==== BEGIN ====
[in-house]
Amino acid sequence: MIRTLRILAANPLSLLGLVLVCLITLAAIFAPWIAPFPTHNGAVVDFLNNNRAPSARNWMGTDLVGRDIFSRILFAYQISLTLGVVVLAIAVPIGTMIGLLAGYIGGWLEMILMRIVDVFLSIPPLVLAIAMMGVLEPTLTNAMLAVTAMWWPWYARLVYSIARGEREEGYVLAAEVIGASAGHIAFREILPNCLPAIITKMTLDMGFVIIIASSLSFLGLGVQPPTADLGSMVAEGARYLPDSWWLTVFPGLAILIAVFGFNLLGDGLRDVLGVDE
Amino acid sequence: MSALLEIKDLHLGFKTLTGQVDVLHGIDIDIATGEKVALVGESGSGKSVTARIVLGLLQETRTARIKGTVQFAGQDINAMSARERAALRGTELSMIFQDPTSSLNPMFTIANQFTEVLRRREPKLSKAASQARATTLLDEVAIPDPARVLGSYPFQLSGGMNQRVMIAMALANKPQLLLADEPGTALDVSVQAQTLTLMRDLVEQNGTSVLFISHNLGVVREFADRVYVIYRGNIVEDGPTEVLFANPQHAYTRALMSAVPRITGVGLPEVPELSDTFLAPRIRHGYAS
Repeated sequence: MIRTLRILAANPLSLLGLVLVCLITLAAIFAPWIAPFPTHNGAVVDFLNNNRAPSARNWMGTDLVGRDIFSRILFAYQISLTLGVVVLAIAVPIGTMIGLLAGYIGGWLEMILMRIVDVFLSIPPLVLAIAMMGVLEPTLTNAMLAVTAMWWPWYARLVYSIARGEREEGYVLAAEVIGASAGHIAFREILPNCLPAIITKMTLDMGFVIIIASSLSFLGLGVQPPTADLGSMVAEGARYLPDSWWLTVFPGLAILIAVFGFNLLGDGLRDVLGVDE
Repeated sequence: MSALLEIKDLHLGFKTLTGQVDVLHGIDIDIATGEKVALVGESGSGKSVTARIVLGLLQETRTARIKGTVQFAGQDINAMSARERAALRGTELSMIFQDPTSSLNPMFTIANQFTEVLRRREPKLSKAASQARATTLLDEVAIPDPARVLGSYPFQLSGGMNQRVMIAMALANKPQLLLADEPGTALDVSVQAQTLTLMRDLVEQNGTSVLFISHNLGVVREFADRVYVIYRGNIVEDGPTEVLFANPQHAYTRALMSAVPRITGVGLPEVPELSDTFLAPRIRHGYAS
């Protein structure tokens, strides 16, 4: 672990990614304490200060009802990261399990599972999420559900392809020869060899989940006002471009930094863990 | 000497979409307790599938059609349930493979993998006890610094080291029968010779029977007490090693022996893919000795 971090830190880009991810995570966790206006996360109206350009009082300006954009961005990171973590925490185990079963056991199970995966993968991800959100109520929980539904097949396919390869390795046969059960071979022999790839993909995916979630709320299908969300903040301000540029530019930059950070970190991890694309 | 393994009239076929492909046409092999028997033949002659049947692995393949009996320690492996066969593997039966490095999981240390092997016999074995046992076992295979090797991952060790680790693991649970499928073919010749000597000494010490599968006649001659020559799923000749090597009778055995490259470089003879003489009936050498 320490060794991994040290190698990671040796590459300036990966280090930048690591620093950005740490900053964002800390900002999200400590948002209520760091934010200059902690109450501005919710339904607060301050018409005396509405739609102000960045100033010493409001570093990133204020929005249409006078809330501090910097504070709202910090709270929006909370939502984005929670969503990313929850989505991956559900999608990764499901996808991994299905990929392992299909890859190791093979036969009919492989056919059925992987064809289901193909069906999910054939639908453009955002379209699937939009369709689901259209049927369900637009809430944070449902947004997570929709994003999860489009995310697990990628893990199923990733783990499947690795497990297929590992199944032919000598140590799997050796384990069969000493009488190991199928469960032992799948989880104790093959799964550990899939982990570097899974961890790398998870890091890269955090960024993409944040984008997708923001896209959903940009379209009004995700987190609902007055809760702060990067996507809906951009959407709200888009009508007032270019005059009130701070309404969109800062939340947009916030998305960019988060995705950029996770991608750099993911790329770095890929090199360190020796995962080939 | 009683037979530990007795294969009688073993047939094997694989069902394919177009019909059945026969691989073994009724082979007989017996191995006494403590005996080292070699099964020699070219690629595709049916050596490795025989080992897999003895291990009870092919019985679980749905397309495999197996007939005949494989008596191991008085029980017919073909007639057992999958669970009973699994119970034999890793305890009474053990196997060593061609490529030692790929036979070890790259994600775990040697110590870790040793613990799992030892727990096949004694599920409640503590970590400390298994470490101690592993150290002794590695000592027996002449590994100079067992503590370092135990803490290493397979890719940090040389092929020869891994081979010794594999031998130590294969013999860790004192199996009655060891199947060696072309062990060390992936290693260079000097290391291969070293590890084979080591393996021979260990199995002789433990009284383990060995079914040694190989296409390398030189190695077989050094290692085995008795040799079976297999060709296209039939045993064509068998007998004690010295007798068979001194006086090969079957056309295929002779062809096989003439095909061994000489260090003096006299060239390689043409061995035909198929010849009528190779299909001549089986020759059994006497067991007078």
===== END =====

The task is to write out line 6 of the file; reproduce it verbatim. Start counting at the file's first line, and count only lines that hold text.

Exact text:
């Protein structure tokens, strides 16, 4: 672990990614304490200060009802990261399990599972999420559900392809020869060899989940006002471009930094863990 | 000497979409307790599938059609349930493979993998006890610094080291029968010779029977007490090693022996893919000795 971090830190880009991810995570966790206006996360109206350009009082300006954009961005990171973590925490185990079963056991199970995966993968991800959100109520929980539904097949396919390869390795046969059960071979022999790839993909995916979630709320299908969300903040301000540029530019930059950070970190991890694309 | 393994009239076929492909046409092999028997033949002659049947692995393949009996320690492996066969593997039966490095999981240390092997016999074995046992076992295979090797991952060790680790693991649970499928073919010749000597000494010490599968006649001659020559799923000749090597009778055995490259470089003879003489009936050498 320490060794991994040290190698990671040796590459300036990966280090930048690591620093950005740490900053964002800390900002999200400590948002209520760091934010200059902690109450501005919710339904607060301050018409005396509405739609102000960045100033010493409001570093990133204020929005249409006078809330501090910097504070709202910090709270929006909370939502984005929670969503990313929850989505991956559900999608990764499901996808991994299905990929392992299909890859190791093979036969009919492989056919059925992987064809289901193909069906999910054939639908453009955002379209699937939009369709689901259209049927369900637009809430944070449902947004997570929709994003999860489009995310697990990628893990199923990733783990499947690795497990297929590992199944032919000598140590799997050796384990069969000493009488190991199928469960032992799948989880104790093959799964550990899939982990570097899974961890790398998870890091890269955090960024993409944040984008997708923001896209959903940009379209009004995700987190609902007055809760702060990067996507809906951009959407709200888009009508007032270019005059009130701070309404969109800062939340947009916030998305960019988060995705950029996770991608750099993911790329770095890929090199360190020796995962080939 | 009683037979530990007795294969009688073993047939094997694989069902394919177009019909059945026969691989073994009724082979007989017996191995006494403590005996080292070699099964020699070219690629595709049916050596490795025989080992897999003895291990009870092919019985679980749905397309495999197996007939005949494989008596191991008085029980017919073909007639057992999958669970009973699994119970034999890793305890009474053990196997060593061609490529030692790929036979070890790259994600775990040697110590870790040793613990799992030892727990096949004694599920409640503590970590400390298994470490101690592993150290002794590695000592027996002449590994100079067992503590370092135990803490290493397979890719940090040389092929020869891994081979010794594999031998130590294969013999860790004192199996009655060891199947060696072309062990060390992936290693260079000097290391291969070293590890084979080591393996021979260990199995002789433990009284383990060995079914040694190989296409390398030189190695077989050094290692085995008795040799079976297999060709296209039939045993064509068998007998004690010295007798068979001194006086090969079957056309295929002779062809096989003439095909061994000489260090003096006299060239390689043409061995035909198929010849009528190779299909001549089986020759059994006497067991007078």